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Twitter's New User Pitch Means a New Advertising Pitch, Too

Twitter wants Wall Street to give it credit for people who don't use the service. So it needs advertisers to do the same.

Peter Kafka covers media and technology, and their intersection, at Vox. Many of his stories can be found in his Kafka on Media newsletter, and he also hosts the Recode Media podcast.

Twitter is trying to tell Wall Street that it doesn’t have a user problem. Just a counting problem.

In recent months, the company has been telling investors not just to focus on the number of people who use the service once a month — its “active user” total — but on people who see tweets all over the Web. As The Wall Street Journal reported, the company plans on making this pitch more emphatically next week, during its earnings call.

But here’s the thing. Investors are fixated on the number of active Twitter users for a good reason: They’re the key to the company’s ad business.

The “atomic unit” of Twitter’s ad plan is a “promoted Tweet,” a message that’s supposed to be tailored for individual Twitter users based on their “interest graph” — the people they follow on the site and the messages they respond to.

That information plus the fact that promoted Tweets are “native ads,” since they appear in Twitter users’ streams, are what’s supposed to set Twitter’s ads apart from the rest of the Web.

But if Twitter wants to capitalize on the people who see Twitter messages without using the service regularly, it’s going to need a new ad plan. It will have to figure out how to sell ads to people who visit the site but aren’t logged in, and how to sell ads to people who see Tweets on other sites.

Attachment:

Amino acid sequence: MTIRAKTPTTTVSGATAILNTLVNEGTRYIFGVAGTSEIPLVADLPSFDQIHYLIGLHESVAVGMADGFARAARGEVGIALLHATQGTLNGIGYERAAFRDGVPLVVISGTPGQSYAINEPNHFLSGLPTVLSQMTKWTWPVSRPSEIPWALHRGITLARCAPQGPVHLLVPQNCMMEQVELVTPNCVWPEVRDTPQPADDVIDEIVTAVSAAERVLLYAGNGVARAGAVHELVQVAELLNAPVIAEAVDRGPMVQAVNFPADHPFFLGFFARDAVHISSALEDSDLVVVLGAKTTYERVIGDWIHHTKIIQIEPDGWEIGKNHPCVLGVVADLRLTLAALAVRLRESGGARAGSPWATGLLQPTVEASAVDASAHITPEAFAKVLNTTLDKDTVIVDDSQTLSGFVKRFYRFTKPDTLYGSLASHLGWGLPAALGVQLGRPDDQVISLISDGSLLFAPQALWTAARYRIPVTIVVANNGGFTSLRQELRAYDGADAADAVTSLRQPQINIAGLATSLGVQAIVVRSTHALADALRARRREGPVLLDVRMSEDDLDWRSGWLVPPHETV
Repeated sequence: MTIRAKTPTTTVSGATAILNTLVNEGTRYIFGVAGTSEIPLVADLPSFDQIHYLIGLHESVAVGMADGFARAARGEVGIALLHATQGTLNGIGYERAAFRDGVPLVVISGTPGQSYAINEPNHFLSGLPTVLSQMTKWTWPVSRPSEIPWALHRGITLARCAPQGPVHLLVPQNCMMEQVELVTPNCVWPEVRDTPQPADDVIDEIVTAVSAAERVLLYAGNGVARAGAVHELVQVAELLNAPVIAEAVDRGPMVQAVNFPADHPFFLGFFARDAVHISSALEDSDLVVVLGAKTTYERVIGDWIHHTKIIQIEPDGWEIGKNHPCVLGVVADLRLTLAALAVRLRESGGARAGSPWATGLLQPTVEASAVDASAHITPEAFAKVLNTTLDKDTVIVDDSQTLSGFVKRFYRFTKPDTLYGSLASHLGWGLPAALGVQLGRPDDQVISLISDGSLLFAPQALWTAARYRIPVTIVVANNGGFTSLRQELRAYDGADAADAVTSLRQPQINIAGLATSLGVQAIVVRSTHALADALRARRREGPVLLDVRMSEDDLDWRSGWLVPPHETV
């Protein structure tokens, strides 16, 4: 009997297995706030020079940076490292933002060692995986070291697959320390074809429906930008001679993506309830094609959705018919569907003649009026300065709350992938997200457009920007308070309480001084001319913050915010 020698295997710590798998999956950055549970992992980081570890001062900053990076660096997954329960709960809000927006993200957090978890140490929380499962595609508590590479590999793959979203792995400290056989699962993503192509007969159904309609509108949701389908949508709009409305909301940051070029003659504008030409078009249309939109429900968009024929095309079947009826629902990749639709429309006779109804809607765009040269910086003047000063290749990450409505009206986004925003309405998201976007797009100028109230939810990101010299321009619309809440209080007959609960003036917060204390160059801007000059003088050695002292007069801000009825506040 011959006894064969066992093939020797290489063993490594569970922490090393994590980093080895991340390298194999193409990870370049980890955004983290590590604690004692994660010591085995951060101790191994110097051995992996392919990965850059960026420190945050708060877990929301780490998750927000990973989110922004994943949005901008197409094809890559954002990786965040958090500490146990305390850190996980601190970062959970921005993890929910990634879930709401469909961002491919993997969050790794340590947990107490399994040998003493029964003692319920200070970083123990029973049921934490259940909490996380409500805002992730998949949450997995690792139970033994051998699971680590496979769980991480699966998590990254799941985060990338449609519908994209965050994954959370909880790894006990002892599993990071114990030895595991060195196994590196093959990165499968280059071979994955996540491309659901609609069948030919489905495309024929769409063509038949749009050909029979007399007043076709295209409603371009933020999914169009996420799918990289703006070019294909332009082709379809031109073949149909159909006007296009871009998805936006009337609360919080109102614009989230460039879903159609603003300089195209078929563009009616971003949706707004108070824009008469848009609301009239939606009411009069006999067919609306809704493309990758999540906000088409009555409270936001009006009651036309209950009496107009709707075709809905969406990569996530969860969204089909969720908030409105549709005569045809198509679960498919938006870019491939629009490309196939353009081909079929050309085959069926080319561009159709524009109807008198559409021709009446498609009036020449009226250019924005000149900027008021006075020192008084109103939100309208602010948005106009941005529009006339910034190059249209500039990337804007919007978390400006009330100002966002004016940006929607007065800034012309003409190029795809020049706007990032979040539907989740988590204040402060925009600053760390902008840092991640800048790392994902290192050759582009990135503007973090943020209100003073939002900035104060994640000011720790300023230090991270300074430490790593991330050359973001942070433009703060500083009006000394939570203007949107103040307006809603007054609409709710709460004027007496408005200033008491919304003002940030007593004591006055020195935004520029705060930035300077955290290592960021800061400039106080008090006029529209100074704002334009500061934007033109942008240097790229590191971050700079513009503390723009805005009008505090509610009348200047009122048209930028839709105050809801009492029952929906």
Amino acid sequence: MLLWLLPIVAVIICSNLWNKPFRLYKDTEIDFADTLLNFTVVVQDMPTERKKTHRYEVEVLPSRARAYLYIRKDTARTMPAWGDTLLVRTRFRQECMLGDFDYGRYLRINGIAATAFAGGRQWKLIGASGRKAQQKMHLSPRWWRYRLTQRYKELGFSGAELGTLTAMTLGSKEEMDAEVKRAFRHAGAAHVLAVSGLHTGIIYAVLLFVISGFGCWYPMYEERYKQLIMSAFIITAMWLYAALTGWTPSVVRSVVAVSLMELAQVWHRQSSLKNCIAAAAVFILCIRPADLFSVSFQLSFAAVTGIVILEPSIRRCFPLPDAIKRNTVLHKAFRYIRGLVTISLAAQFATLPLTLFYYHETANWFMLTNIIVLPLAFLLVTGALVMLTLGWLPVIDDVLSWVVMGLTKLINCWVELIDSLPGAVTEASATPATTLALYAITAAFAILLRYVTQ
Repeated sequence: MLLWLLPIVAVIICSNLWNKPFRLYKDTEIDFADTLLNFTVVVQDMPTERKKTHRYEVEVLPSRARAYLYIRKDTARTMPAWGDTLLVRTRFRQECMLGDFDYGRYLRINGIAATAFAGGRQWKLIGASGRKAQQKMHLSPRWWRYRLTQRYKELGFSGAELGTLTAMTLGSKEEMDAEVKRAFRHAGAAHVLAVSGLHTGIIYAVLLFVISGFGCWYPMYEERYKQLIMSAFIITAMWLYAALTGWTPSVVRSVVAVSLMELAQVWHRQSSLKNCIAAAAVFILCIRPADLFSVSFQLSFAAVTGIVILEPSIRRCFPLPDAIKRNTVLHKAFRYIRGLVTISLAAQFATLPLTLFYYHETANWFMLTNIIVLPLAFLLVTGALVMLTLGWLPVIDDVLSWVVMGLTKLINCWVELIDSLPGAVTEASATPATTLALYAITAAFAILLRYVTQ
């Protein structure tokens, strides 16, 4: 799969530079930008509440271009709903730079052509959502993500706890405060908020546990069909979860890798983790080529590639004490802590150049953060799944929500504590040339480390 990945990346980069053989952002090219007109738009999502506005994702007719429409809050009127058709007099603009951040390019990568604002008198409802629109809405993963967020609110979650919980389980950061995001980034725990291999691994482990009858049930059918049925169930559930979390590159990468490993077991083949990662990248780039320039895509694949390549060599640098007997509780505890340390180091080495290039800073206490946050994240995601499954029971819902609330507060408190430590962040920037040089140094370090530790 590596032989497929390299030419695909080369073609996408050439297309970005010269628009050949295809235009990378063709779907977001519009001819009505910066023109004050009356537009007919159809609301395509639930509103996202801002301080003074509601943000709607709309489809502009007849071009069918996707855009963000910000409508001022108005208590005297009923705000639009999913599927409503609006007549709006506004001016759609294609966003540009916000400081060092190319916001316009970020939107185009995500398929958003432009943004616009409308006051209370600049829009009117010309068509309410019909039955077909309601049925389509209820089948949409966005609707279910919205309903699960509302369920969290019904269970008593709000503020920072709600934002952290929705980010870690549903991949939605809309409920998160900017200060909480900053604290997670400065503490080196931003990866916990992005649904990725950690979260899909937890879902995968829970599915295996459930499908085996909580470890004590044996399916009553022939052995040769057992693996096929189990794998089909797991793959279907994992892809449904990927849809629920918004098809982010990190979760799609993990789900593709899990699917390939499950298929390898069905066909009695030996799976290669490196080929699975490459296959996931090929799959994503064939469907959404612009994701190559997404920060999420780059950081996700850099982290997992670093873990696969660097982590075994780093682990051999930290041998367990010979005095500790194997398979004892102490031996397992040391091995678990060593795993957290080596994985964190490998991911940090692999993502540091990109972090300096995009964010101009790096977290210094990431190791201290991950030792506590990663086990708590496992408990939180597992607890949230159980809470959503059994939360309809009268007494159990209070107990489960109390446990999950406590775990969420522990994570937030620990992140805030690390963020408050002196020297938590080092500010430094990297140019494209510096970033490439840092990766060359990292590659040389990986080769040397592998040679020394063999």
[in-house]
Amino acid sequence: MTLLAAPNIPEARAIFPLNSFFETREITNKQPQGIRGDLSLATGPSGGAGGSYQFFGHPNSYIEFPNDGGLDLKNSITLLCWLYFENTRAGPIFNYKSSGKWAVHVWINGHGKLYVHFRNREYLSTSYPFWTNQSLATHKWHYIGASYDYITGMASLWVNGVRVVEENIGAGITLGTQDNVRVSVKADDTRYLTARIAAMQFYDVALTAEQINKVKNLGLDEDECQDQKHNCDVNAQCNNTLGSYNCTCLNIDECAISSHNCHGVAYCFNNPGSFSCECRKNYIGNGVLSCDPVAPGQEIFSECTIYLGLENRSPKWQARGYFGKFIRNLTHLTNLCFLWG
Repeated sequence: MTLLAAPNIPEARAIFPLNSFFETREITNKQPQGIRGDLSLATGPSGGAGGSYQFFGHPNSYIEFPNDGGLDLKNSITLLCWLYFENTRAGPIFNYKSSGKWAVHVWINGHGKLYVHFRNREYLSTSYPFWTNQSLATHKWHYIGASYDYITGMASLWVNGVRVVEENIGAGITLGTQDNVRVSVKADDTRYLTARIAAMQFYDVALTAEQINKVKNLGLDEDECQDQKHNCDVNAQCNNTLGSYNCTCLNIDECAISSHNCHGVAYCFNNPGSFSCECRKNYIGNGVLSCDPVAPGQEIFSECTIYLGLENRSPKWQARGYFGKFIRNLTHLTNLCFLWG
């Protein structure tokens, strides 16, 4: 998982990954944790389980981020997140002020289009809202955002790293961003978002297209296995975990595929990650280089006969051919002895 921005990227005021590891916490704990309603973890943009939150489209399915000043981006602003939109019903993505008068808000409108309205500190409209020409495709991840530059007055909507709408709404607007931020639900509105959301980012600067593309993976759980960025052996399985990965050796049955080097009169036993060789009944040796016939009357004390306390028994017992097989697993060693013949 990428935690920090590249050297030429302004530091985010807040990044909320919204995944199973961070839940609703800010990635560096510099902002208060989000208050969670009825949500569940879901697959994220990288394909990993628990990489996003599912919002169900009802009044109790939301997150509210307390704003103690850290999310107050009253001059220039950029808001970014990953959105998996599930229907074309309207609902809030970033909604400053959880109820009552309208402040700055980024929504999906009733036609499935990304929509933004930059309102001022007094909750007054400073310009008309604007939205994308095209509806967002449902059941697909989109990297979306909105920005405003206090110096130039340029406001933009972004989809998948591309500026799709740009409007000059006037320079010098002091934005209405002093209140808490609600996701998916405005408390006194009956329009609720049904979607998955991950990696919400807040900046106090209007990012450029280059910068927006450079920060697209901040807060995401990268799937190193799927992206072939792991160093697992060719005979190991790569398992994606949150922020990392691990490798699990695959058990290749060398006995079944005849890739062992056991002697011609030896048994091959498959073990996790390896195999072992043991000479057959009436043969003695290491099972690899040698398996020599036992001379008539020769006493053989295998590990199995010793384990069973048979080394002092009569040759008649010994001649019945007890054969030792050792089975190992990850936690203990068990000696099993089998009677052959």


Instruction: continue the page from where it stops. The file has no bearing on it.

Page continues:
Last month, Twitter gave us a hint about the way it could tackle the first problem when it unveiled a new version of its home page that highlighted the World Cup. It’s not a leap to imagine the company creating other home screens tailored to other big events — and selling ads to companies that wanted to be associated with them.

Generating ad dollars when Tweets appear on other people’s websites will be trickier. Twitter likes to note that YouTube’s videos carry ads on them when they’re embedded around the Web. But it’s harder to imagine a parallel for embedded Tweets. You couldn’t run the equivalent of “pre-roll” ads in front of Tweets.

Still, Twitter could at least capitalize on the real estate it owns when a visitor clicks on an embedded Tweet and ends up back on Twitter. That Ellen DeGeneres Oscars selfie, for instance, was embedded 13,711 times and generated 32.8 million views. If Twitter wanted to, it could certainly sell ads on a page like this.

But in theory, the ads that Twitter shows to non-logged-in visitors should be worth much less to advertisers than the ones it shows to its active users. After all, Twitter knows very little about new visitors, compared to the data set it has built up on its 255 million monthly active users.

If that’s the case, then Twitter’s non-logged-in ad business could end up looking a lot like the Web ad business everywhere else — a market under ever-increasing price pressure, because the Web’s inventory of impressions keeps climbing every minute.

Or, alternately, Twitter will have to tell advertisers that the data it has on its users isn’t that special, and that it can do a fine job pitching ads to people it doesn’t know.

The irony here is that the ad strategy Twitter is already using is robust enough to generate more than $1 billion this year. Yet the company may have to rethink its ad pitch in order to accommodate the story it sells to Wall Street.

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